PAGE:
EntryThe workmen labored on until 7pm the night before the house tour. With the help of a wonderful local housecleaning duo, we all scrubbed and dusted like the devil and somehow managed to put everything back together — excluding the master bedroom and bath — for public viewing. At one point, I looked down and noticed my right foot was bleeding — and I have no idea how it happened.

Once again, I want to emphasize that the two “before” photos at the top were taken last Friday — just 48 hours before the last two photos shown at the end of this post. The second photo, with tool boxes in the foreground, shows another view of the finished room in the bottom photo. You can click on the photos for a larger view.

All said and (almost) done, the hard work on this project has its rewards — the best being the dozens of people on the tour who’ve thanked us for opening our doors and sharing a slice of architectural history.

Meanwhile, I’ve returned home to my old Tudor here in Royal Oak, which is really starting to look like it needs a paint job …

All photos copyrighted by Cindy and Doug La Ferle. Middle photo shows Doug La Ferle (right) with the late Balthazar Korab, who came to photograph the Schultz home in 2010. Click here to view the Korab photos.

Gardening Wright

As the sun colors flowers, so does art color life.”  ~John Lubbock

Despite all the work involved, owning and caring for a second home is a privilege — especially if that home was designed by Frank Lloyd Wright. For me, one of the most exciting aspects of our Wright home in St. Joseph is that it’s so unlike our 1926 Craftsman-style Tudor home in Royal Oak. It gives me an opportunity to explore a fresh new era of interior — and exterior — design.

Designed in 1957 and filled with many of its original Wright-designed furnishings, our ranch-style Usonian home evokes both streamlined Scandinavian and Mid-Century modern styles. Whenever I’m sitting in the living room, for instance, I can almost picture the cast of Mad Men kicking back on the sofa with their cocktails. Anyone for a martini?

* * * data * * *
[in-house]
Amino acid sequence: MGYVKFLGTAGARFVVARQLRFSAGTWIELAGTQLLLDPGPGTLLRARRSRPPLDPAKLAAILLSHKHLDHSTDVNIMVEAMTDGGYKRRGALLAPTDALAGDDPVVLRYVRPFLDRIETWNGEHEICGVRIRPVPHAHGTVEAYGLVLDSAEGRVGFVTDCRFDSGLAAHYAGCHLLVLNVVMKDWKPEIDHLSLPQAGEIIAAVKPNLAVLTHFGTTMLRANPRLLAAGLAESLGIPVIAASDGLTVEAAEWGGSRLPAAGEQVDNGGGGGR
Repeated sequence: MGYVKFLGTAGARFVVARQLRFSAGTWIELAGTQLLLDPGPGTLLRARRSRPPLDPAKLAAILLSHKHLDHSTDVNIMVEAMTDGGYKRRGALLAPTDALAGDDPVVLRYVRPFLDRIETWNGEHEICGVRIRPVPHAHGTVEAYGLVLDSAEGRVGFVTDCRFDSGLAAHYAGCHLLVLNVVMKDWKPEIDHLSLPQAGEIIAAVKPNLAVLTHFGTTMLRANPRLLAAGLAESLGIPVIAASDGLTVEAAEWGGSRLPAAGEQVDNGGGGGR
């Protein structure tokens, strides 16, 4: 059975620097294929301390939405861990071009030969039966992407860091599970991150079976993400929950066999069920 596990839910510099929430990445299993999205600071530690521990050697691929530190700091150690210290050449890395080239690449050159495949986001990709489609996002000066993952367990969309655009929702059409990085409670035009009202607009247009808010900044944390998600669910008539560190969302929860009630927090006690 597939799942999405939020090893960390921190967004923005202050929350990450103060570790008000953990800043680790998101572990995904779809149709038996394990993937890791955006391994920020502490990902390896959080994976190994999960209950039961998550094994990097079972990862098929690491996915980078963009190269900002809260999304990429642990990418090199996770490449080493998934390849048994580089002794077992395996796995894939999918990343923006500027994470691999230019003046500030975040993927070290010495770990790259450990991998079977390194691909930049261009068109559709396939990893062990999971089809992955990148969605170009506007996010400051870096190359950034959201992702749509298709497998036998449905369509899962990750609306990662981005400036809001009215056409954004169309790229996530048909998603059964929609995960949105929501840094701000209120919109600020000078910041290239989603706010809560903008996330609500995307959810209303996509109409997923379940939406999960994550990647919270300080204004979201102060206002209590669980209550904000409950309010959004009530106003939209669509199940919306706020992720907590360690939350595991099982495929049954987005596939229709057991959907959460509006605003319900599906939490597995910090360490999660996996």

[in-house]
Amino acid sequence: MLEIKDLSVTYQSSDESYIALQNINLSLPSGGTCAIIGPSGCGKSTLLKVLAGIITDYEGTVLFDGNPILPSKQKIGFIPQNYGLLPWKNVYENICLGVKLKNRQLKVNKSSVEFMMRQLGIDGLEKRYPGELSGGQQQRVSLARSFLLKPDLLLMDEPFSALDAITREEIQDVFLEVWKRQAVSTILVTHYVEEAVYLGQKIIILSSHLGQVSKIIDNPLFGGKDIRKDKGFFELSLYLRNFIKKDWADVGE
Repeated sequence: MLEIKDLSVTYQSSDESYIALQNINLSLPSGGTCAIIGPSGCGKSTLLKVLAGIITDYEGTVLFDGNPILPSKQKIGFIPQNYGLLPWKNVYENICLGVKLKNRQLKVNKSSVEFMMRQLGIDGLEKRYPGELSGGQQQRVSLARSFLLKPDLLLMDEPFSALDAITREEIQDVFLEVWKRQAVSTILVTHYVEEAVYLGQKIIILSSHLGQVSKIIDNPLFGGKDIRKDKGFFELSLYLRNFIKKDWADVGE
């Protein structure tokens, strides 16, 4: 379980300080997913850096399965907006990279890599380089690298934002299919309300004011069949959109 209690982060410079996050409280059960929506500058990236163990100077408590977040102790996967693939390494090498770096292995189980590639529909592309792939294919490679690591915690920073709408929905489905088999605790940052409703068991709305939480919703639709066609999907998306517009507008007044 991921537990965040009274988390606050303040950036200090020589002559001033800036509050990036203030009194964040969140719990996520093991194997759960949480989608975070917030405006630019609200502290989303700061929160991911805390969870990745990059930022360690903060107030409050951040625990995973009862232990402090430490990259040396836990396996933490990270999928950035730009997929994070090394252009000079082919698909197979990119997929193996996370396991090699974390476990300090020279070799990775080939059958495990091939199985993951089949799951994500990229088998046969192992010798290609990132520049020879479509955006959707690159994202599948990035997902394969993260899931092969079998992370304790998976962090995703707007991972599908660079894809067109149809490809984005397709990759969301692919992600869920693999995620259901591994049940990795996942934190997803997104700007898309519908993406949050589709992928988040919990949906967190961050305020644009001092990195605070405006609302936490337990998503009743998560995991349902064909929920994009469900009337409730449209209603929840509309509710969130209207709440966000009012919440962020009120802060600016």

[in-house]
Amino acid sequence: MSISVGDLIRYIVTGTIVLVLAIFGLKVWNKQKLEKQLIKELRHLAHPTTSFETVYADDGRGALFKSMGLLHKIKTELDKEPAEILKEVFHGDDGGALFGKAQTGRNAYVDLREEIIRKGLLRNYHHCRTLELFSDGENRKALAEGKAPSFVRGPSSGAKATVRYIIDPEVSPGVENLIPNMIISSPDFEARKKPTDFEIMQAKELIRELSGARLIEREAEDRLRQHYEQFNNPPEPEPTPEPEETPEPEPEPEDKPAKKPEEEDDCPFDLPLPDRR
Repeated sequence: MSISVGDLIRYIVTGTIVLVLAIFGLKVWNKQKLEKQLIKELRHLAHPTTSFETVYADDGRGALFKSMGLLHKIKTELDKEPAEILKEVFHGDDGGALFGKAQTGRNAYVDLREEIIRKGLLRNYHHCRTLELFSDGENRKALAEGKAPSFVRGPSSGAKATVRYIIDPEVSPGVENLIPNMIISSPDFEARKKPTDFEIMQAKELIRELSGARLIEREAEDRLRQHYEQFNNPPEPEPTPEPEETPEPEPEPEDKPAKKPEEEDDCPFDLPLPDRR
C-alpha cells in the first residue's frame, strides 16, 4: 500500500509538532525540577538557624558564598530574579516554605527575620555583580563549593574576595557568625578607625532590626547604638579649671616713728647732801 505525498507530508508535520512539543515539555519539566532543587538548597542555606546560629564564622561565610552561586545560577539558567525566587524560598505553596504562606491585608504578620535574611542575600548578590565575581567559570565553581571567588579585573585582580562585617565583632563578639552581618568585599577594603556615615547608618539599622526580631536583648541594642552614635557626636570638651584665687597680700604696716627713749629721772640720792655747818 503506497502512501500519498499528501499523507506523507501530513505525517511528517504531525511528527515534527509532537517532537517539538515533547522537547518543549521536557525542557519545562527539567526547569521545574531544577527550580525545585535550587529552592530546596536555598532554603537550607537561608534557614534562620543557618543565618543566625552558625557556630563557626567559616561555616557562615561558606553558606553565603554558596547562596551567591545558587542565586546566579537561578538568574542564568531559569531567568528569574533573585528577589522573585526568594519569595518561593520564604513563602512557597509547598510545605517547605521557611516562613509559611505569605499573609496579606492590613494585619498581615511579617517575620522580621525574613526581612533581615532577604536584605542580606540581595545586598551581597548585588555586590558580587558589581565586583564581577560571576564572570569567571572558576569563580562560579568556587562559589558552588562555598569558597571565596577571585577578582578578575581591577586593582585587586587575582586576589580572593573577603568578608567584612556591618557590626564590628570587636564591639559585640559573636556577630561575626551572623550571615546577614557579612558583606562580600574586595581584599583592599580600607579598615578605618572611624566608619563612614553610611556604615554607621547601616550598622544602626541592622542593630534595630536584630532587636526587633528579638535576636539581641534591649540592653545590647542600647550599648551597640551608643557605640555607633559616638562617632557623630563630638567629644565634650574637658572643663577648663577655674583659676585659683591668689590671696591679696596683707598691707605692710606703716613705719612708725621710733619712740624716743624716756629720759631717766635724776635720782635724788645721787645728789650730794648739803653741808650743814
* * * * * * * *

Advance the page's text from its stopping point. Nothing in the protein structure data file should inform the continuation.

Likewise, the gardens at both homes are practically polar opposites. (If you’ve been following my blog for a while, you’ve seen plenty of photos of my garden in Royal Oak!)

In this post, I’ve included a couple of new photos from the Wright house. In the detail shot of the planter near the front door (bottom photo), you’ll see a large ceramic sphere that blends with the red brick and concrete used in and around the house. This area gets a lot of sun, so I’ve mingled succulents with the perennial grasses. The sphere was a gift from our longtime family friends, the Hemmings, as a memorial to Doug’s dad, who died last summer. Doug’s dad always enjoyed gardening, and I’m sure he would have appreciated this tribute.

We purchased our most recent piece of garden art (top photo) from the annual Krasl Art Fair on the Bluff in St. Joseph last weekend. It charmed me as soon as I saw it. Constructed from rusted scrap metal and embellished with rocks, this quirky sculpture features a part that moves like a weather vane or a mobile when the breeze blows through.

For now, we’re enjoying the sculpture on the terrace, which overlooks the woods and St. Joseph River (terrace shown in photo above). The piece looks right at home surrounded by the natural, untamed landscape — just the way Wright himself would have liked it. My next challenge is learning which plants the deer won’t eat. Any suggestions? –CL

— Photos of the Charles Schultz exterior by Cindy La Ferle. For a larger view, please click on each photo. —

Starting the year Wright

“The longer I live, the more beautiful life becomes.” — Frank Lloyd Wright

Late last summer, my husband and I fulfilled our longtime dream of purchasing a Frank Lloyd Wright home in southwest Michigan, where we hope to retire in a few years. Like most homes that need repair or renovation, this one has its own lessons to teach. You can read my new essay online in The Christian Science Monitor. –CL

–Photo of the Carl Schultz house by Doug La Ferle–